7 coins - probability over a dollar


by bloynoys
Tags: coins, dollar, probability
0xDEADBEEF
0xDEADBEEF is offline
#19
Jan4-13, 06:20 AM
P: 824
In this type of questions priors must always be stated otherwise you produce something like the "two envelopes problem" as an extreme case.
Bacle2
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#20
Jan6-13, 02:21 AM
Sci Advisor
P: 1,168
Maybe you can simplify your calculations a bit by using the fact that you need at least two quarters to have a total to add up to $1.00 . That leaves one option : 5 dimes.
Then you can have 3 quarters , and 3^4=81 cases, or 4 quarters , and certainty.

So your winning cases of total larger than $1.00 are (using _exact_ number of quarters):

0 quarters: 0 ways , 3^7 non-ways
1 quarter : 0 ways 3^6 non-ways.
2 quarters: 1 way ( 5 10's)
3 quarters: only complicated cases
4 quarters: 3^3 ways
5 quarters: 3^2 ways, etc.

So it comes down to having four non-quarter coins adding up to $0.25-or-more.
bpet
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#21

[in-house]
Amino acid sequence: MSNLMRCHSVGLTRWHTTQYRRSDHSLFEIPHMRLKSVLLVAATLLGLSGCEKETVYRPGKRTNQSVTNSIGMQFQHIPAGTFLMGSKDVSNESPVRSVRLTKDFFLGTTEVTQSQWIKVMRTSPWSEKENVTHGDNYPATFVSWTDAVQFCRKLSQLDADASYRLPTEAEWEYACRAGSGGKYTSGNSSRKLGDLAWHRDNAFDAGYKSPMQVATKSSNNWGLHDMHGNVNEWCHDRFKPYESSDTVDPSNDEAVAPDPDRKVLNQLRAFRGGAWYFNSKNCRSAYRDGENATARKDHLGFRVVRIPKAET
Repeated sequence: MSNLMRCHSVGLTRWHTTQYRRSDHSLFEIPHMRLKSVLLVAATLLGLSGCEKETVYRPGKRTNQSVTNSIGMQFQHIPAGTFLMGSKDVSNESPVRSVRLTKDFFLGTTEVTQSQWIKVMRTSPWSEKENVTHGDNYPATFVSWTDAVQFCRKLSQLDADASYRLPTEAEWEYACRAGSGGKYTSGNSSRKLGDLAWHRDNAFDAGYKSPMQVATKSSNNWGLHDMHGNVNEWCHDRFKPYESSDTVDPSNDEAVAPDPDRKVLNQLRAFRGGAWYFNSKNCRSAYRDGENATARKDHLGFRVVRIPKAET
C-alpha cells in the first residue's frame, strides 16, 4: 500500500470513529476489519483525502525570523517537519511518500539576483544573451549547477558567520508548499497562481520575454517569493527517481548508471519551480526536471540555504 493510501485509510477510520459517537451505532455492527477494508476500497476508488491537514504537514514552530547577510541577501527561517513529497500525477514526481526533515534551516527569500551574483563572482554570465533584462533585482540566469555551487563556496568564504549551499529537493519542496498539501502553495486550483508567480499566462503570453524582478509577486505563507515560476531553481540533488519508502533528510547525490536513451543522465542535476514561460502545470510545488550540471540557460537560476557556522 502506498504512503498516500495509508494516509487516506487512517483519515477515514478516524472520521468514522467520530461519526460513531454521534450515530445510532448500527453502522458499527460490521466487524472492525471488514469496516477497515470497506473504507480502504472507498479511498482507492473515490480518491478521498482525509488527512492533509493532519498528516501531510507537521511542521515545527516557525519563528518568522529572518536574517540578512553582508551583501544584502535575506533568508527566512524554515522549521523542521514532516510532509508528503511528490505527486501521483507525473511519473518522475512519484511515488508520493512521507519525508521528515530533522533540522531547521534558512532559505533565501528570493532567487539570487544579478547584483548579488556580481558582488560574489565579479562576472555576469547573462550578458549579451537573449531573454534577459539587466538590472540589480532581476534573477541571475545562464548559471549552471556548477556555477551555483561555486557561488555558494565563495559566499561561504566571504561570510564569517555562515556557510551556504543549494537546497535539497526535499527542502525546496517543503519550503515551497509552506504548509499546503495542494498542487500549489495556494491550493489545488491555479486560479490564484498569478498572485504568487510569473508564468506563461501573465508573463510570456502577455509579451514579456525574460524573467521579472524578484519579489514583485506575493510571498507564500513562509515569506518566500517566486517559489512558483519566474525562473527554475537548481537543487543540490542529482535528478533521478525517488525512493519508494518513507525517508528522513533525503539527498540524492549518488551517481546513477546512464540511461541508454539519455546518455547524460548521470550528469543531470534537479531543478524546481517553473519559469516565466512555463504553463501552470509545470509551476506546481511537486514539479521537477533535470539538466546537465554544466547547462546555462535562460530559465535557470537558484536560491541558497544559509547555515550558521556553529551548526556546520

Jan6-13, 04:36 AM
P: 523
Quote Quote by Bacle2 View Post
...
So it comes down to having four non-quarter coins adding up to $0.25-or-more.
This step could be done using with generating function, ie expand [itex](x+x^5+x^{10})^4[/itex]
D H
D H is offline
#22
Jan6-13, 08:22 AM
Mentor
P: 14,456
Quote Quote by Bacle2 View Post
2 quarters: 1 way ( 5 10's)
That's not a solution because the total is exactly $1.00. The OP asks for "probability that a person has over a dollar in coins."

Quote Quote by bpet View Post
This step could be done using with generating function, ie expand [itex](x+x^5+x^{10})^4[/itex]
Even easier, don't break the problem down at all. Just use the generating function to form [itex](x+x^5+x^{10}+x^{25})^7[/itex] (expanded) and be done with it. Generating functions are magical.


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